The second problem, quite apart from the stranger stuff, is that my chosen, beloved stream of people offer me so many small incidents of wrongness that it sometimes erodes my energy for doing things. I use Twitter to track goings-on in several professional and personal affinity groups: journalism, open web advocacy, web design, publishing, speculative fiction, feminism, and others. And beyond these, individual people I follow each care about their own wide range of things. And the internet is now sufficiently ubiquitous that in any given field of interest, on any given day, something awful will have happened online.

Ditching Twitter

Design fiction, according to Bleecker, is an essential practice — it’s prototyping for ideas. “In my mind this fits alongside the canonical tools that a designer might expect to employ,” he told me, “Design research: check. Anthropology and ethnography: check. Draw a straight line: check. You should know how to do design fiction, you should be able to take an idea and know how to look at it from the side, take a glancing blow at it to test its integrity.”

Your Mail-Order Future — reform — Medium

Basically, prototyping won’t have to end. Eventually a product might autonomously make (and even enact) certain kinds of design recommendations based on an owner’s particular usage pattern. A product can finish itself. Sensing will also make it possible for usage data to be created and passed on to more advanced versions of a product that are used by the same user in the future.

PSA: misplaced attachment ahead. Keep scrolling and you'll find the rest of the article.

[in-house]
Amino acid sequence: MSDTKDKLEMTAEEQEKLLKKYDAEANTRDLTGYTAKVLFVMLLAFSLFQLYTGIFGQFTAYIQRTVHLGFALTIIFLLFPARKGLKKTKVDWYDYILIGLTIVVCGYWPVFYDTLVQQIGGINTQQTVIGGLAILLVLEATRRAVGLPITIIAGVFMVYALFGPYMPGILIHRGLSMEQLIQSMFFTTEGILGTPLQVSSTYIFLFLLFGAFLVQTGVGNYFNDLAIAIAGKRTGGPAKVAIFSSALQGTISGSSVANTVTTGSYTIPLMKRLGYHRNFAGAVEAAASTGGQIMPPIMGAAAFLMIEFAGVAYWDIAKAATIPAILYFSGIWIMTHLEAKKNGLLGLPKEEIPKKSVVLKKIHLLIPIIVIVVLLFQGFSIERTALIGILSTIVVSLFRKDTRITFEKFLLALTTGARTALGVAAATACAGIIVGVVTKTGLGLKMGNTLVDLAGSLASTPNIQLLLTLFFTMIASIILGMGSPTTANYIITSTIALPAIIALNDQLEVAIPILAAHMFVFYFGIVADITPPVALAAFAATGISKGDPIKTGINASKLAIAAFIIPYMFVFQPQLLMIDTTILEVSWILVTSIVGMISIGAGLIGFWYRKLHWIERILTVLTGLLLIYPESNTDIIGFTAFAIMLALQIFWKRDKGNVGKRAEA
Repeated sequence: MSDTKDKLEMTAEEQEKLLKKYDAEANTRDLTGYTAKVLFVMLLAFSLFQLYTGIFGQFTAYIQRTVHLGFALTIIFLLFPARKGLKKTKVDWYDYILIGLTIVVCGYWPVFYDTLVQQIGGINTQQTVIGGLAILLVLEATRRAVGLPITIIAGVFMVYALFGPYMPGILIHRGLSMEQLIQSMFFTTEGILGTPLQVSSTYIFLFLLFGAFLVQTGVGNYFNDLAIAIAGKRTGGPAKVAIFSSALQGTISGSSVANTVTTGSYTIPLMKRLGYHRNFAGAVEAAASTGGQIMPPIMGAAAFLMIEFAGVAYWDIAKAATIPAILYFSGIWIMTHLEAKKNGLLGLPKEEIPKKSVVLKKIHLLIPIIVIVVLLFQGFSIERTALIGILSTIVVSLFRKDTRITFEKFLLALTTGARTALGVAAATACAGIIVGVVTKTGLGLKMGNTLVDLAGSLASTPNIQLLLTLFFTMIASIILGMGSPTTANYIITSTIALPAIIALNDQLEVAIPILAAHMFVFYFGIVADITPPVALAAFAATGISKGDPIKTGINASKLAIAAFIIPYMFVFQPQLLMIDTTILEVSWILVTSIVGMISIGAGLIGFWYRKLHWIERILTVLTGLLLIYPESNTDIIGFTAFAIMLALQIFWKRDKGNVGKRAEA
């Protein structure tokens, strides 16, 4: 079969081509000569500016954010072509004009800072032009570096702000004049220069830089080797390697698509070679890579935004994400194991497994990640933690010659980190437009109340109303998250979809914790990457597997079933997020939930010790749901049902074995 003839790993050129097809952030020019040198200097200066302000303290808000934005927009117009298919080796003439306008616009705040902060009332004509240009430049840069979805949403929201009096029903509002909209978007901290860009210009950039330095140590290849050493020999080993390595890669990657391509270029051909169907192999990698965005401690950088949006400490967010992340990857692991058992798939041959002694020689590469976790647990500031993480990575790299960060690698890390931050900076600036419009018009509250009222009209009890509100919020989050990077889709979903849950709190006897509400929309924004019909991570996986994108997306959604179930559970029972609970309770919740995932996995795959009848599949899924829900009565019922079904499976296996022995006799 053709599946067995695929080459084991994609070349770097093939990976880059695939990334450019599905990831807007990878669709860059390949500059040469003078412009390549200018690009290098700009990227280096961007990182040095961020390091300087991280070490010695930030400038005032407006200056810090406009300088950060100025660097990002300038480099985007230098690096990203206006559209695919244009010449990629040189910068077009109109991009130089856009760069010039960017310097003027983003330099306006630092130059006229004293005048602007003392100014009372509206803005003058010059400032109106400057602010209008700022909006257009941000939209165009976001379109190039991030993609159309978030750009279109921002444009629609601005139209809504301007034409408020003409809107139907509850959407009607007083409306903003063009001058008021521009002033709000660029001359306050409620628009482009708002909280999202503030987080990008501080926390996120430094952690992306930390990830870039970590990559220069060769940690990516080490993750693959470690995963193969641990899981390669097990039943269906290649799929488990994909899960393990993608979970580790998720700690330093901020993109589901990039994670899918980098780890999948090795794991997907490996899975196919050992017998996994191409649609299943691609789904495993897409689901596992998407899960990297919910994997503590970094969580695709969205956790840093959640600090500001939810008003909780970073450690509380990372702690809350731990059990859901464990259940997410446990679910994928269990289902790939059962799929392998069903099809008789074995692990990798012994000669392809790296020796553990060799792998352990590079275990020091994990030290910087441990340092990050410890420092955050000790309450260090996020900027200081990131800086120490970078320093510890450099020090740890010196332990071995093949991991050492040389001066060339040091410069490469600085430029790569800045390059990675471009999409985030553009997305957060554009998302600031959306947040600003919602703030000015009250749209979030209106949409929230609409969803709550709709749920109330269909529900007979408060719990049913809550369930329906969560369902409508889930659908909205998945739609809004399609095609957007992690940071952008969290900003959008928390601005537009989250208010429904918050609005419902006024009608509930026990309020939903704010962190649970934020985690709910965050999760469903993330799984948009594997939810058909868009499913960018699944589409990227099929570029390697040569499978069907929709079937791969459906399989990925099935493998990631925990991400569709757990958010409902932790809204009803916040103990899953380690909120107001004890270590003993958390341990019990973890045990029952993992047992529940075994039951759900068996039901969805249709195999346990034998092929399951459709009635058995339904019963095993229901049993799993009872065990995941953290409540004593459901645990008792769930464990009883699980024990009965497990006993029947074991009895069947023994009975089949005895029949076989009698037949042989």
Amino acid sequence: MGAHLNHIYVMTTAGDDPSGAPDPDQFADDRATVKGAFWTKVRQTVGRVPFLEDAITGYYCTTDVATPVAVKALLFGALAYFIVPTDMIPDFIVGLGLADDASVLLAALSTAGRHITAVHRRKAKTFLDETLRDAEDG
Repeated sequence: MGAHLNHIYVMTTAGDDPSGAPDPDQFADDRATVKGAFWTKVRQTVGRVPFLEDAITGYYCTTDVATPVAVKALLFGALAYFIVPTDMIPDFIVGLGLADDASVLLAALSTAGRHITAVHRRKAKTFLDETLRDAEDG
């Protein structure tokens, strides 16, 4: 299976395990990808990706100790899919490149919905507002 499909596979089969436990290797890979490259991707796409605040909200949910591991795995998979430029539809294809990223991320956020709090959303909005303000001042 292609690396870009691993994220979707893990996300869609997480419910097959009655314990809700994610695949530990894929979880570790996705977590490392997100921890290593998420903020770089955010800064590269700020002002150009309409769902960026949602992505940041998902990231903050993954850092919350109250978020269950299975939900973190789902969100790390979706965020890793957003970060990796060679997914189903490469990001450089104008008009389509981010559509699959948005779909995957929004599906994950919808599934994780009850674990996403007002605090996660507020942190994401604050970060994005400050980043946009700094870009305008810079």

Uncommon Sense The New Role of Sensing in Design Research

Just outside the Benrath Senior Center in Düsseldorf, Germany, is a bus stop at which no bus stops. The bench and the official-looking sign were installed to serve as a “honey trap” to attract patients with dementia who sometimes wander off from the facility, trying to get home. Instead of venturing blindly into the city and triggering a police search, they see the sign and wait for a bus that will never come. After a while, someone gently invites them back inside.

How Should We Program Computers to Deceive

But this kind of thinking misses the point of the Romantic creative imagination. The Romantics weren’t obsessed with who created what, because they thought you could be creative without “creating” anything other than the liveliness in your own head. (“All men are poets in their way,” Coleridge wrote.) In fact, because we think of creativity in terms of objects instead of minds, and outcomes instead of experiences, the idea of a lone, creative genius has become as inconceivable to us as the idea of a lone, unprofitable businessman. We believe creativity is “real” only when a crowd says so; we need creativity to “pay off.”

Creativity Creep